I have a parts of speech worksheet where it asks to use a pronoun before a preposition in a sentence and I don’t think it is possible.

Here is the problem: Pronoun / Preposition / Pronoun-Adjective / Noun / Verb / Adjective.

  • 1
    Not possible? Ye of little faith.
    – StephenS
    Aug 20 '20 at 1:18
  • What's a pronoun-adjective? Aug 20 '20 at 1:56
  • @OldBrixtonian That’s what I asked myself earlier, but I eventually found out what they were. Some examples are these, those, that, each, either, etc...
    – Hello123
    Aug 20 '20 at 2:49
  • 2
    None of these pigs became thin. Everyone from that train escaped uninjured. Aug 20 '20 at 4:20

A pronoun followed by a preposition is actually extremely common: it just usually involves words that aren’t personal pronouns such as:

  • Everyone on earth
  • None of you
  • Lots of money
  • Anyone with time

There are some cases where a personal pronoun is followed by a preposition but not as many because it’s a bit awkward grammatically sometimes to do this and also there’s usually not a reason to. You might do it to further specify who you mean as in “you with the purple shirt” for example but you wouldn’t say the same thing with “I/me” because those pronouns can only refer to one person.


I’ve found two definitions for “pronoun adjective”, so I’ll give both a try:

  • He in his youth was foolish.
  • He on some days is foolish.

However, while a part of my brain tells me these should both be valid, a deeper part recoils at reading them.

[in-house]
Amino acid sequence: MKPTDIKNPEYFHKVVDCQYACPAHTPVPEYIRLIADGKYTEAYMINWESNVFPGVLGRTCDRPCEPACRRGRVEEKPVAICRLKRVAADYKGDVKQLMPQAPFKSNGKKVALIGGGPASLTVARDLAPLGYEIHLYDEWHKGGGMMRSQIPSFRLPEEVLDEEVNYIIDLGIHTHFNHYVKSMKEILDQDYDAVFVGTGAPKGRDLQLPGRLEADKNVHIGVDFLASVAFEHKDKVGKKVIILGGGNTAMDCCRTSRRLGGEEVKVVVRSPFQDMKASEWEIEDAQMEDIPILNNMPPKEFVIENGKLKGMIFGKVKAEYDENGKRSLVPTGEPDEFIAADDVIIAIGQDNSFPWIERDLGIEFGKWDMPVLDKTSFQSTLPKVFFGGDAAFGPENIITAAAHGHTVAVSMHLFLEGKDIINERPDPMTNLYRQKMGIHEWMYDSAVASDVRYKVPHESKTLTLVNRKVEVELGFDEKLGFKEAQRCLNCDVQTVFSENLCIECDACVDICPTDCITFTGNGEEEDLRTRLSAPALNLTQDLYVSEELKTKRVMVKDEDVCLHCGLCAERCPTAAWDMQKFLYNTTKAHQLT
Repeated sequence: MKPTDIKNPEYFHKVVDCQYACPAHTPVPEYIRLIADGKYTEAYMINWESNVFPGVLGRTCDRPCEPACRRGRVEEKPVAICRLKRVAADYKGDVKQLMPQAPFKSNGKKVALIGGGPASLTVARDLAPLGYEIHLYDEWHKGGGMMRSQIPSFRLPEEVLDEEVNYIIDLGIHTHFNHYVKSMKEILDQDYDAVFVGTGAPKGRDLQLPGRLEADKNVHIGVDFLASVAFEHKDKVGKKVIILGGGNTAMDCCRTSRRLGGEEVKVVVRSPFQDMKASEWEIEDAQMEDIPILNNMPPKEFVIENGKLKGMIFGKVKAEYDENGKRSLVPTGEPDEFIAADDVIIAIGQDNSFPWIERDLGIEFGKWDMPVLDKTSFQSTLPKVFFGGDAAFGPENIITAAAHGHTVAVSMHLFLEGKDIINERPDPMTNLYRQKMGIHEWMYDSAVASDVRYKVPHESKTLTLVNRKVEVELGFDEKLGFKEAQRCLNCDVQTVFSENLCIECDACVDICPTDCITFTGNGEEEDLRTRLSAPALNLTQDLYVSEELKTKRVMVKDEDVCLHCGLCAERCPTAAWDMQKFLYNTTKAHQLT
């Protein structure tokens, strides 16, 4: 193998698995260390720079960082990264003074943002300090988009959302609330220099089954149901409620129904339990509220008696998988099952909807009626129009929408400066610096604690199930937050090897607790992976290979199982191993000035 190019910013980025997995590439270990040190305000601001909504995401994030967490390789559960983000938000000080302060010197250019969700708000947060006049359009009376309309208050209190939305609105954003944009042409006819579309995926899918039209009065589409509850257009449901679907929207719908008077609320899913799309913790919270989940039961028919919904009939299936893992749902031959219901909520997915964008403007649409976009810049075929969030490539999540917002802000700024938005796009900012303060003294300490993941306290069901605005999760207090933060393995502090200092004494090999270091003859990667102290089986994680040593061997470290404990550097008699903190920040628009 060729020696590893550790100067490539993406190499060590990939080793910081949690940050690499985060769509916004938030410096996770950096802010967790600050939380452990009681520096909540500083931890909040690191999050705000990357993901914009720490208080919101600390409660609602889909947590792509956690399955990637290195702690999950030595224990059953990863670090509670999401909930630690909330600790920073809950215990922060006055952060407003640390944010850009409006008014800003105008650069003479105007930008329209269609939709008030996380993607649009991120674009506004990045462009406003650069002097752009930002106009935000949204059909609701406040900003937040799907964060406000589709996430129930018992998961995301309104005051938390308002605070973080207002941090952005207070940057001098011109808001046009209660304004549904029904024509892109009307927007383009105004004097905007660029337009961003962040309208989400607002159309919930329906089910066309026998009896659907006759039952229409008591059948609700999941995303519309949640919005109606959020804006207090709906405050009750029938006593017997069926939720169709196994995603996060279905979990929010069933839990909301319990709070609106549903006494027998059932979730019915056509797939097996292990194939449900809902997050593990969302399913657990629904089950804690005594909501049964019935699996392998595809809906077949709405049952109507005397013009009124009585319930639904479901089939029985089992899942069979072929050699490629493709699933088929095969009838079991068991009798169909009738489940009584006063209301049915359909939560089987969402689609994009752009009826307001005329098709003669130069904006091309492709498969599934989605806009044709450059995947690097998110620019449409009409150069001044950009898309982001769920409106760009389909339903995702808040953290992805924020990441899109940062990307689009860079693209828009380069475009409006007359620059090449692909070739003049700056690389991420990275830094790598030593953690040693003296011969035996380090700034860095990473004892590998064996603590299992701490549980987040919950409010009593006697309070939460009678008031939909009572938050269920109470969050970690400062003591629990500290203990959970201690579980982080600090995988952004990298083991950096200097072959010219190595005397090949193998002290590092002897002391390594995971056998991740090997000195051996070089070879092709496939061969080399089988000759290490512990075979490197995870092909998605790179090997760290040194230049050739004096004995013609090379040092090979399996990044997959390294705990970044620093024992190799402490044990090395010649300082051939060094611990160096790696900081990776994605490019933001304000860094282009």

If we can use commas, these feel a little better:

  • He, in his youth, was foolish.
  • He, on some days, is foolish.

But I’d still rather move the PP somewhere else in the sentence. Anywhere else.


A clarification in a comment under the question says that so-called pronoun-adjectives include these, those, that, each, and either. That's an odd mix of what would normally be called demonstrative and indefinite pronouns. (Why not his or her coming immediately before a noun?) However, for the sake of this question, I will limit myself to only those listed.

I will also limit myself to a personal pronoun in the case of the first word, in order to clearly differentiate it from the other pronoun.

Here are some words that match the stated criteria:

  • she (pronoun)
  • of (preposition)
  • this (pronoun-adjective)
  • story (noun)
  • clicked (verb)
  • ruby (adjective)

Assembling those words into a sentence produces the following:

  • She of this story clicked ruby slippers together in order to return home.

The sentence is grammatical; however, it is not entirely idiomatic. The she of construction is old fashioned, in that it was used more often in the past than it is now.

Also, of this story would only sound appropriate if the sentence appeared after one or more others that defined the referent.

For instance, the following makes the sentence much more natural in context:

  • The Wizard of Oz was a book written by L. Frank Baum. As with many protagonists in similar stories, it tells a tale of being transported to a different world and trying to find some way of getting back. She of this story clicked ruby slippers together in order to return home.

The she of construction still sound unusual, and would most likely be changed to the protagonist of by most people. Despite that, it's not actually ungrammatical.

She of this story refers back to many protagonists in similar stories.

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